A series of five workshops have taken place over the last three years, and since 2009 DPHEP is officially endorsed with a mandate by the International Committee for Future Accelerators, ICFA. The initial findings of the study group were summarised in a short interim report in December 2009 [2] and a full status report was released in May 2012 [3], to coincide with the International Conference on Computing in High Energy and Nuclear Physics (CHEP) 2012 [4]. A parallel DPHEP meeting was also hosted by the conference [5]. The report contains: a tour of data preservation activities in other fields; an expanded description of the physics case; a guide to defining and establishing data preservation principles; updates from the experiments and joint projects, as well as person-power estimates for these and future projects; the proposed next steps to fully establish DPHEP in the field.

Only a brief summary of the full status report is presented in these proceedings, highlighting the areas presented in the plenary session at the CHEP 2012 conference. Additional data preservation contributions at CHEP 2012 from the BaBar, H1, HERMES and ZEUS experiments, as well as the DESY-IT division, may be also be found in the conference proceedings or on the conference webpages [4].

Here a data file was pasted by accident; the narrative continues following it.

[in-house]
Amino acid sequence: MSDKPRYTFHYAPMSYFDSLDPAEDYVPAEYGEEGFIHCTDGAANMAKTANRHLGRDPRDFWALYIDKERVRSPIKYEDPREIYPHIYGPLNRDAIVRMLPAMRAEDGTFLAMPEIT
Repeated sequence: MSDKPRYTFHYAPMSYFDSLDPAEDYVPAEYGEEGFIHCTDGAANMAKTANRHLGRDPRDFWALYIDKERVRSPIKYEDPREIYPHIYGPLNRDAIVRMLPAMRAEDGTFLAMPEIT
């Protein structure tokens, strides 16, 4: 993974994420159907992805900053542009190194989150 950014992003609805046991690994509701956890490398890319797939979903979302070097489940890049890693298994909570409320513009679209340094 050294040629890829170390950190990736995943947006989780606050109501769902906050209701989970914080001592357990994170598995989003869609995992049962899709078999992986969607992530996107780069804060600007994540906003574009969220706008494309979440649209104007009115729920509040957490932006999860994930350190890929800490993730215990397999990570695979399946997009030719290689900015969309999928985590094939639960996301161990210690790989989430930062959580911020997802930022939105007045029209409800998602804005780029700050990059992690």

3 The physics case for data preservation

When building the physics case for data preservation, four main categories have been identified: Firstly, data preservation is beneficial to the long-term completion and extension of the physics programme of an experiment. In the case of the LEP experiments a considerable tail exists in the publication rate, which continues today, and a similar trend is predicted by the HERA experiments and BaBar. Up to % of papers are finalised in the post-collisions period, and prolonging the availability of the data may result in a gain in scientific output of an experiment.

Secondly, cross-collaboration and combination of data from multiple experiments may provide new scientific results, with improved precision and increased sensitivity. This may occur during the active lifetime of similar experiments at one facility, such as those at LEP, HERA, or the Tevatron, but may also occur later across larger boundaries, such as combinations of Belle and BaBar or Tevatron and LHC data. The preservation of such data would facilitate the comparison of complementary physics results as well as allowing the independent verification of experimental observations.